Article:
Active managers think the shift to index funds will continue for many more years and alternative data may be the one thing that can save stock pickers, according to a survey conducted by Greenwich Associates and sponsored by FactSet.
In the survey, released Wednesday, Greenwich found that 60 percent of portfolio managers the majority of them active think that alternative data can help generate alpha, or returns above a benchmark. Yet only 28 percent were currently using alternative data in their investment shops. In addition, 60 percent said they are not planning to implement the use of alternative data in the next 12 months. The survey polled 68 portfolio managers, chief investment officers, and analysts at asset management firms in the U.S., Europe, and Asia.
Justin Rousseau, who leads FactSets strategy for portfolio managers, says the disconnect between the promise of alternative data and the reality of using it comes down to complexity.
Portfolio managers are struggling with the technology and how to get their arms around it, he says.
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Rousseau says using alternative data can be tricky, including the labor involved in structuring it and making it useable. Finding valuable data that will lead to true insights and trying to keep ahead of competitors is challenging. He says that anecdotally, however, he finds that younger portfolio managers are using more data in their fundamental investment processes and slowly moving away from such activities as meeting with management and visiting plants and other on-site research.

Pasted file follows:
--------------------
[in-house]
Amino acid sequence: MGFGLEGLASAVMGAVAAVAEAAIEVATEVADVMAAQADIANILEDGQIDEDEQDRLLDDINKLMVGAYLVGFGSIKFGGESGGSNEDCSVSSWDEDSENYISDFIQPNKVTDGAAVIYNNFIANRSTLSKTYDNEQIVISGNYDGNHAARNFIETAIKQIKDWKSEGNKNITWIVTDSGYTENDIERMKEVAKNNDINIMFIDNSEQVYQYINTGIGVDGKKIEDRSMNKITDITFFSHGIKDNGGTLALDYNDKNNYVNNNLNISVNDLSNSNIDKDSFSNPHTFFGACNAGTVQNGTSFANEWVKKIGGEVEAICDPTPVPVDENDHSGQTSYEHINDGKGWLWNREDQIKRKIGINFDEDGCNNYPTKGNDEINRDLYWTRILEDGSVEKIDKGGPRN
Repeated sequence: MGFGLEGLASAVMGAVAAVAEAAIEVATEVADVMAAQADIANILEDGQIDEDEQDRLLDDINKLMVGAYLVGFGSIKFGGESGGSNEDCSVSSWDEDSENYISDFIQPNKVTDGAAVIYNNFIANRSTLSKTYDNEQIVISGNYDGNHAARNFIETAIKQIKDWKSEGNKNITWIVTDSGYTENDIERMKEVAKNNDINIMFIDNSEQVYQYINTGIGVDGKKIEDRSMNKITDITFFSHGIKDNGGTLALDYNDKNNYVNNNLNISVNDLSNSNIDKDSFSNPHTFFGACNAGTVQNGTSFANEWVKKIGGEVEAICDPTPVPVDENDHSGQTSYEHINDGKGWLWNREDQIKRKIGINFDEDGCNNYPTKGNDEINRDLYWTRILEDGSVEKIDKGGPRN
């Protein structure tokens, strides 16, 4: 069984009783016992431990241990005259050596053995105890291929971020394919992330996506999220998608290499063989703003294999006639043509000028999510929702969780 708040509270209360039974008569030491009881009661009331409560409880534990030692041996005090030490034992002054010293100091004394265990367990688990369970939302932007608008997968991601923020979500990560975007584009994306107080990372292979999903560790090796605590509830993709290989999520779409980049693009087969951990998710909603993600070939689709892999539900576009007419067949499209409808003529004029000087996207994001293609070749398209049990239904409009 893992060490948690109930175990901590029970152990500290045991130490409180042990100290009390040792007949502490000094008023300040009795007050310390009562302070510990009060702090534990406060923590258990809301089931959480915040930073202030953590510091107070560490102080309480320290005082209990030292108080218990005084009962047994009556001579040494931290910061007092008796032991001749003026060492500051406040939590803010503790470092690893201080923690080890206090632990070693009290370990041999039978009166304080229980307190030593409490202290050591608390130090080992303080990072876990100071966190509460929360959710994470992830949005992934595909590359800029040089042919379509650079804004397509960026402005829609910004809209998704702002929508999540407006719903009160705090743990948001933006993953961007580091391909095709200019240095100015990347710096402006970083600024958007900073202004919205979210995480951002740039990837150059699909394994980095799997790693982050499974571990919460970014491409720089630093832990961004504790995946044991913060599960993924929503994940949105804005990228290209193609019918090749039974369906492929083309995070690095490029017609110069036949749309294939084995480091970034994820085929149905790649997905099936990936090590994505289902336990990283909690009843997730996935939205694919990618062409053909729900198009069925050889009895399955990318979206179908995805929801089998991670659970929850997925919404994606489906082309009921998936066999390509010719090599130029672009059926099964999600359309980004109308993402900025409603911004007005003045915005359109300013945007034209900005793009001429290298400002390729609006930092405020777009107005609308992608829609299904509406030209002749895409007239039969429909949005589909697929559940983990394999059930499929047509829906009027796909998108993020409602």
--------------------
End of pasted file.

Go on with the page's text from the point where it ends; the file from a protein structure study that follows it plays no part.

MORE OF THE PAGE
The survey also found that fundamental portfolio managers were more interested in data such as social media content and supply chain information than more complex information such as satellite images.
Active managers also expressed gloom about their future. The Greenwich/FactSet survey found that three-quarters of portfolio managers think that in the long term, 40 percent of global institutional assets will be indexed. One quarter of respondents said more than 60 percent of assets would ultimately be passively managed.
Still, active managers are eager to prove their worth in the volatile markets that they see coming in the years ahead. No one wants a down market, but these managers are rooting for a chance to show themselves again, says Rousseau. But they know it will all come down to performance.
Rousseau says survey participants were allowed to write in comments, some of which were revealing. For one, many said that investors will turn to active in a downturn, in part because they will want someone to explain markets to them and will also want someone to blame. If your pension plan is down X percent and youre just indexing, who will you fire? says Rousseau. You cant show youre doing anything.